Attorney-General to speak at hard-line pro-life event

Liberal politicians are headliners at an anti-abortion, anti-gay conference, where an alleged link between abortion and breast cancer is one topic and the crackdown of Russia’s Vladimir Putin on homosexuals will be lauded.

Josh Gordon [and] Heath Aston

State [Victorian] Attorney-General Robert Clark is set to address a hard-line pro-life event in Melbourne organised by a controversial United States-based group dedicated to preventing abortion and the decriminalisation of homosexuality.

Mr Clark will deliver a “welcome to Victoria” speech to the World Congress of Families, an event that also features an American doctor promoting a discredited link between abortion and breast cancer, a promoter of Russia’s “crusade” against homosexuality, and representatives from the hard-right Rise Up Australia Party.

The conference, which will take place late next month [August], will be opened and closed by federal Social Services Minister Kevin Andrews, who, according to the flyer for the event, is an international ambassador for the congress.

Mr Andrews will be joined by the congress’s managing director, Larry Jacobs. Dr Jacobs has been a strong supporter of Russian laws banning gay pride demonstrations and “homosexual propaganda”.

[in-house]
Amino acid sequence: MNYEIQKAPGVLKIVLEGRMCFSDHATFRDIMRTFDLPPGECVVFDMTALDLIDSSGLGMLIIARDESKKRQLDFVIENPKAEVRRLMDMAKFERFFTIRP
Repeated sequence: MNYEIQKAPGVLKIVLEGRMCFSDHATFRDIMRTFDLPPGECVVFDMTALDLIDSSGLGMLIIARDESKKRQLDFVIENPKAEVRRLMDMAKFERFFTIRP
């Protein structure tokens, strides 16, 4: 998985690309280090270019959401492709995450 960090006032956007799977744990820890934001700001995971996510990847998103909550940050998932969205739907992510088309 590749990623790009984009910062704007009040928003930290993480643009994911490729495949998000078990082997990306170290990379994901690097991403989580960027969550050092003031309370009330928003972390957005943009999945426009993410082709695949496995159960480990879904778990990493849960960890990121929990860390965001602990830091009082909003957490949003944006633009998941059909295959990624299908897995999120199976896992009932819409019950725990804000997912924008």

In a 2013 interview, he hailed the ban as a “great idea” that was “preventing [gays] from corrupting children”, and praised Russia as the “Christian saviours to the world”.

Angela Lanfranchi, founder of the New Jersey-based Breast Cancer Prevention Institute, will give a talk on “The link between abortion and breast cancer”.

Mr Andrews defended his decision to appear at the event, saying it was related to his portfolio responsibilities. His spokesman said: “The minister accepted an invitation to open this conference because it relates to his portfolio. The choice of speakers is a matter for conference organisers.”

A spokesman for Mr Clark said the Attorney-General was “welcoming an international conference to Melbourne on behalf of the government. Delivering a welcome address does not necessarily imply support for particular speakers or their topics.”

But doctors have expressed concern that a government minister would associate with an event that could add fuel to a debunked theory.

The World Health Organisation, the US National Cancer Institute, Britain’s Royal College of Obstetricians and Gynaecologists, and health authorities in Victoria and New South Wales all say there is no link between women who choose to terminate pregnancies and those who contract breast cancer. A study of 1.5 million Danish women showed no increased risk of breast cancer as a result of abortion.

The Coalition’s leader in the Senate, Eric Abetz, and Liberal senator Cory Bernardi are listed as supporters of the World Congress of Families event, which will also be addressed by controversial anti-abortion campaigner and Victorian upper house MP Bernie Finn. Mr Finn recently ran into controversy after claiming abortion should not be acceptable in any circumstances, including cases of rape.

Labor health spokeswoman Catherine King called on Prime Minister Tony Abbott to decide whether it was appropriate for Mr Andrews to attend at all:
“Tony Abbott . . . should not be letting these backward views cloud good, evidence-based policy.”